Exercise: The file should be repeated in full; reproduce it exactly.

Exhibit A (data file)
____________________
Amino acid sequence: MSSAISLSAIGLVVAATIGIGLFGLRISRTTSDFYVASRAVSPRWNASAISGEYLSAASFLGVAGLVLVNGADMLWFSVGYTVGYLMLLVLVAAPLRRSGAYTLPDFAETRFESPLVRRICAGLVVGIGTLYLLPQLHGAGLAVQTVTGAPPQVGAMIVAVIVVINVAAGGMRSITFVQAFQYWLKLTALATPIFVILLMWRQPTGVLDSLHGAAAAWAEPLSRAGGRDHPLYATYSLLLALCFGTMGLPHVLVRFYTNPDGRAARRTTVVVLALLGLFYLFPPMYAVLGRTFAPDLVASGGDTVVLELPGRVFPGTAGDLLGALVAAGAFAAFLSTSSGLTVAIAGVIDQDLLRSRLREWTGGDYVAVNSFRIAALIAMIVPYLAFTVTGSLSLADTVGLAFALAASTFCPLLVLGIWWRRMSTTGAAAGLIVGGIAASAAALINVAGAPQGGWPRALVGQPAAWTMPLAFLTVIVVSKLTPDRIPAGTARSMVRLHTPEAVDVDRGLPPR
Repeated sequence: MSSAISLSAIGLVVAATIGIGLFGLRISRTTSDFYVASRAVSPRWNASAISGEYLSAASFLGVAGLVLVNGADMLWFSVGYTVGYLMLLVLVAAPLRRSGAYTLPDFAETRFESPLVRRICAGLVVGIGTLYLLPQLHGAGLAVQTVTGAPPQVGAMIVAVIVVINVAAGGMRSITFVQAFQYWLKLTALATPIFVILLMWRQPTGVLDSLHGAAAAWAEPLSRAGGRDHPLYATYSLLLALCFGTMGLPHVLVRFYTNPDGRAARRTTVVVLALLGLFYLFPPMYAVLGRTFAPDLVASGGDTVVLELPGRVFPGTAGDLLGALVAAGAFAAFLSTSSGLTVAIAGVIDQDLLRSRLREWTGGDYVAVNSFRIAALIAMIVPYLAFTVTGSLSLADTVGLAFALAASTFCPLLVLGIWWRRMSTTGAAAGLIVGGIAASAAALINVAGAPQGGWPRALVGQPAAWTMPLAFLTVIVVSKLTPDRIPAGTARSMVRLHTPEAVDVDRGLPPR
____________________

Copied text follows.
Amino acid sequence: MSSAISLSAIGLVVAATIGIGLFGLRISRTTSDFYVASRAVSPRWNASAISGEYLSAASFLGVAGLVLVNGADMLWFSVGYTVGYLMLLVLVAAPLRRSGAYTLPDFAETRFESPLVRRICAGLVVGIGTLYLLPQLHGAGLAVQTVTGAPPQVGAMIVAVIVVINVAAGGMRSITFVQAFQYWLKLTALATPIFVILLMWRQPTGVLDSLHGAAAAWAEPLSRAGGRDHPLYATYSLLLALCFGTMGLPHVLVRFYTNPDGRAARRTTVVVLALLGLFYLFPPMYAVLGRTFAPDLVASGGDTVVLELPGRVFPGTAGDLLGALVAAGAFAAFLSTSSGLTVAIAGVIDQDLLRSRLREWTGGDYVAVNSFRIAALIAMIVPYLAFTVTGSLSLADTVGLAFALAASTFCPLLVLGIWWRRMSTTGAAAGLIVGGIAASAAALINVAGAPQGGWPRALVGQPAAWTMPLAFLTVIVVSKLTPDRIPAGTARSMVRLHTPEAVDVDRGLPPR
Repeated sequence: MSSAISLSAIGLVVAATIGIGLFGLRISRTTSDFYVASRAVSPRWNASAISGEYLSAASFLGVAGLVLVNGADMLWFSVGYTVGYLMLLVLVAAPLRRSGAYTLPDFAETRFESPLVRRICAGLVVGIGTLYLLPQLHGAGLAVQTVTGAPPQVGAMIVAVIVVINVAAGGMRSITFVQAFQYWLKLTALATPIFVILLMWRQPTGVLDSLHGAAAAWAEPLSRAGGRDHPLYATYSLLLALCFGTMGLPHVLVRFYTNPDGRAARRTTVVVLALLGLFYLFPPMYAVLGRTFAPDLVASGGDTVVLELPGRVFPGTAGDLLGALVAAGAFAAFLSTSSGLTVAIAGVIDQDLLRSRLREWTGGDYVAVNSFRIAALIAMIVPYLAFTVTGSLSLADTVGLAFALAASTFCPLLVLGIWWRRMSTTGAAAGLIVGGIAASAAALINVAGAPQGGWPRALVGQPAAWTMPLAFLTVIVVSKLTPDRIPAGTARSMVRLHTPEAVDVDRGLPPR